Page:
Tonga’s prime minister, who nurtured democracy, dies at 78

Prime Minister of Tonga Samiuela Akilisi Pohiva was also known for his fight against global warming. (File/Reuters)
Updated 12 September 2019

Tonga’s prime minister, who nurtured democracy, dies at 78

  • Pohiva died at the Auckland City Hospital at about 9 a.m. after being medically evacuated to New Zealand a day earlier
  • He had been hospitalized in Tonga for two weeks suffering from pneumonia before his condition turned critical

WELLINGTON, New Zealand: Tongan Prime Minister ‘Akilisi Pohiva, who helped wrest power from the royal family and bring greater democracy to the small Pacific island nation, died Thursday. He was 78.
Pohiva died at the Auckland City Hospital at about 9 a.m. after being medically evacuated to New Zealand a day earlier, political adviser Lopeti Senituli told The Associated Press. Prior to that, he had been hospitalized in Tonga for two weeks suffering from pneumonia before his condition turned critical, Senituli said.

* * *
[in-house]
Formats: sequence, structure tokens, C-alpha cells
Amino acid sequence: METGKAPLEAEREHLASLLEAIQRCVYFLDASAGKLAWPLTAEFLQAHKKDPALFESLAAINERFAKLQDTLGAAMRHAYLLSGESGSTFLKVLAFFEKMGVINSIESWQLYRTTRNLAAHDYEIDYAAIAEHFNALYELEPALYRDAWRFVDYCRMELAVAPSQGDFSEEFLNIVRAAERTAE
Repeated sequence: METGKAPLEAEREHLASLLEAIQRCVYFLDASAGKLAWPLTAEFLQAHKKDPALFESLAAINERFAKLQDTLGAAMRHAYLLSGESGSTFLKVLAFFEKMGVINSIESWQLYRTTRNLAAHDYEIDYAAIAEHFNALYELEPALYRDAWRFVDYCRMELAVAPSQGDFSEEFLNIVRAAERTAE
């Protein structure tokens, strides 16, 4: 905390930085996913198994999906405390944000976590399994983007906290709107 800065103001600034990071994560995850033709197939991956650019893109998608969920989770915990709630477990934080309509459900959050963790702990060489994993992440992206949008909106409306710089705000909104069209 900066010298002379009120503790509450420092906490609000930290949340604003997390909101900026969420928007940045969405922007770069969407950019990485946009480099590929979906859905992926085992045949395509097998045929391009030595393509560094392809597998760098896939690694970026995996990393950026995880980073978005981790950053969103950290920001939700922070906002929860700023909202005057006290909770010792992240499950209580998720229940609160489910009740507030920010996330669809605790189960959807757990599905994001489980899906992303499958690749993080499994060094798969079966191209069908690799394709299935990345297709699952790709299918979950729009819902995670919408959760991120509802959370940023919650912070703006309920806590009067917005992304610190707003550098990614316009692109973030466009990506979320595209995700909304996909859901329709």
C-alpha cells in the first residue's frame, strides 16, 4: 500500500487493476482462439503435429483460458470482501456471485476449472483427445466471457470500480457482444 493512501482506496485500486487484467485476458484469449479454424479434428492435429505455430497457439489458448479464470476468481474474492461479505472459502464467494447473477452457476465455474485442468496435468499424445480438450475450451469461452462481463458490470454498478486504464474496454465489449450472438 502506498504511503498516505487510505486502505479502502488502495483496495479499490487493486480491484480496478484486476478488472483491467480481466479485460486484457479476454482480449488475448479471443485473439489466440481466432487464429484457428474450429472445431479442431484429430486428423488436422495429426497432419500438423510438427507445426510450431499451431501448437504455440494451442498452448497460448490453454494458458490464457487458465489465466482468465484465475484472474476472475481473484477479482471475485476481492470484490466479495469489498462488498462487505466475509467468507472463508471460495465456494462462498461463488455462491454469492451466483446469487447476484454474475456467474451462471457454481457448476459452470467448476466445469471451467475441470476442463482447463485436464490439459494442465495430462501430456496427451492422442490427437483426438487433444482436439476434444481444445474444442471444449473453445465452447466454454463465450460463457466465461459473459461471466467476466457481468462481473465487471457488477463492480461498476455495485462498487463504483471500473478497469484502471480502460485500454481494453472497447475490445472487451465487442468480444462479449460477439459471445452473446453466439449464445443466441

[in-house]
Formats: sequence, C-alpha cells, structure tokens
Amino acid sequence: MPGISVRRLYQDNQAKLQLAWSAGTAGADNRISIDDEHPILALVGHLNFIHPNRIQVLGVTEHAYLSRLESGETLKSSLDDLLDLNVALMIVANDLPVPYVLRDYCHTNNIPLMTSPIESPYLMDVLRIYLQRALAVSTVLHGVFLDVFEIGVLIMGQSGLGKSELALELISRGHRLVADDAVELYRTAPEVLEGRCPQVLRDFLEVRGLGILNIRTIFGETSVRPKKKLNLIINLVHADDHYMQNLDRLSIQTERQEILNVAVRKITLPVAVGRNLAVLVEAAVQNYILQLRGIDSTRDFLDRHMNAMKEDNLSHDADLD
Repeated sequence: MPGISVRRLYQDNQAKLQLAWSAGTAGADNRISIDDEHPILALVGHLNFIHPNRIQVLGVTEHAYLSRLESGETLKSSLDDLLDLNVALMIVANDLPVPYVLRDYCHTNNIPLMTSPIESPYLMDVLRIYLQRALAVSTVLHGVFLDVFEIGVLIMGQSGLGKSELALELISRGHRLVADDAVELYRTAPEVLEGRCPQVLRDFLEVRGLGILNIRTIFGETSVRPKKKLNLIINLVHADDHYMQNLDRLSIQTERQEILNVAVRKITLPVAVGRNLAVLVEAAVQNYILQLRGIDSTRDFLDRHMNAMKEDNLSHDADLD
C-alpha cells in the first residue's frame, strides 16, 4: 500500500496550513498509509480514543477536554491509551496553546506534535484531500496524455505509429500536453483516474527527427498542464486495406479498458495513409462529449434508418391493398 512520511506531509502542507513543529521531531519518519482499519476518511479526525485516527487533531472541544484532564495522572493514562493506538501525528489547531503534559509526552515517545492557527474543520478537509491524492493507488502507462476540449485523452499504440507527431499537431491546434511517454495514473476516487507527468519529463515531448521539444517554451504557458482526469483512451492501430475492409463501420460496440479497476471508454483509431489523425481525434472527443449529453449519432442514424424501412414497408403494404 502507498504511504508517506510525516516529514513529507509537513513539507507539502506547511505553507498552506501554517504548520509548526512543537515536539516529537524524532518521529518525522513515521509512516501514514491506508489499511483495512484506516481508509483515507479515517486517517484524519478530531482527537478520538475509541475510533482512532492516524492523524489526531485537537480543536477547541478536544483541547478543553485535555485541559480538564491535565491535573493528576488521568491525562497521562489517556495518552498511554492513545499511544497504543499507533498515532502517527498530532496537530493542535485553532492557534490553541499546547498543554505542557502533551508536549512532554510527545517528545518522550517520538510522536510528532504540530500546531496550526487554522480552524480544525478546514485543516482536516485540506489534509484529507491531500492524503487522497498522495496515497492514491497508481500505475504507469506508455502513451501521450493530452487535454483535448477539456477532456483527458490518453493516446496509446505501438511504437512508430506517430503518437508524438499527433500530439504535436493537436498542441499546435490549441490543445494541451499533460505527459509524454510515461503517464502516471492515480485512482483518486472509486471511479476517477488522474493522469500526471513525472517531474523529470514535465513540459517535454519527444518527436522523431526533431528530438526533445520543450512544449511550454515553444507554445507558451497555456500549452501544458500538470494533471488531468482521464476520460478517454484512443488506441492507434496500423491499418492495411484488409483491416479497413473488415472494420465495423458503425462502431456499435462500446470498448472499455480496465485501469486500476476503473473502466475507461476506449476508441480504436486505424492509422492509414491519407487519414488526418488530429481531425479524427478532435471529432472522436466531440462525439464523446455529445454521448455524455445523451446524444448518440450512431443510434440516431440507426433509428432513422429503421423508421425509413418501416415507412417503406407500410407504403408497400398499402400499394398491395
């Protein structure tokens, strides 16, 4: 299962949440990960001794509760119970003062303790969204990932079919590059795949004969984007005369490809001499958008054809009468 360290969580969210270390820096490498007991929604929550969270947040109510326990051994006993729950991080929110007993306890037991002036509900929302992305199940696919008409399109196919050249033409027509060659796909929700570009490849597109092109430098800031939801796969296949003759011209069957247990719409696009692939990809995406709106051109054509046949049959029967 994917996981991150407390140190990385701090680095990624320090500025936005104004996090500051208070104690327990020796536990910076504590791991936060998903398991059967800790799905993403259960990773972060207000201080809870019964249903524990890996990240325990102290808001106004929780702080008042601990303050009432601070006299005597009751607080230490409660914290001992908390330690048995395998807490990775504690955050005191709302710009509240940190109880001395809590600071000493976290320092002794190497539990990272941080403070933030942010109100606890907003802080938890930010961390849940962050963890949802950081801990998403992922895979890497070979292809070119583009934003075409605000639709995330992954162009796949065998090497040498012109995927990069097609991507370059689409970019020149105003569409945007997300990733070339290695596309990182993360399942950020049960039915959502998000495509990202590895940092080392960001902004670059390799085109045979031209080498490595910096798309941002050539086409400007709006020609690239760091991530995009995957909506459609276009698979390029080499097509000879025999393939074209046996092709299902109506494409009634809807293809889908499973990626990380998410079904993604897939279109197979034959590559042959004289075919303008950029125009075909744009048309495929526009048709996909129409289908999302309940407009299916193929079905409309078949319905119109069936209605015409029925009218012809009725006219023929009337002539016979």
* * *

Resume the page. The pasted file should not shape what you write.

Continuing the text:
“He will be remembered as the champion of democracy and being primarily responsible for the democratic reforms that were incorporated into the country’s constitution in 2010,” Senituli said.
Pohiva was also known for his fight against global warming. Archipelagos like Tonga, which is made up 171 islands and is home to 106,000 people, are particularly vulnerable to rising seas.
Pohiva spent more than three decades in office after he was first elected to Tonga’s parliament in 1987. In 2013, he became the first Pacific Islander to win the Defender of Democracy Award, presented by New York-based nonprofit Parliamentarians for Global Action.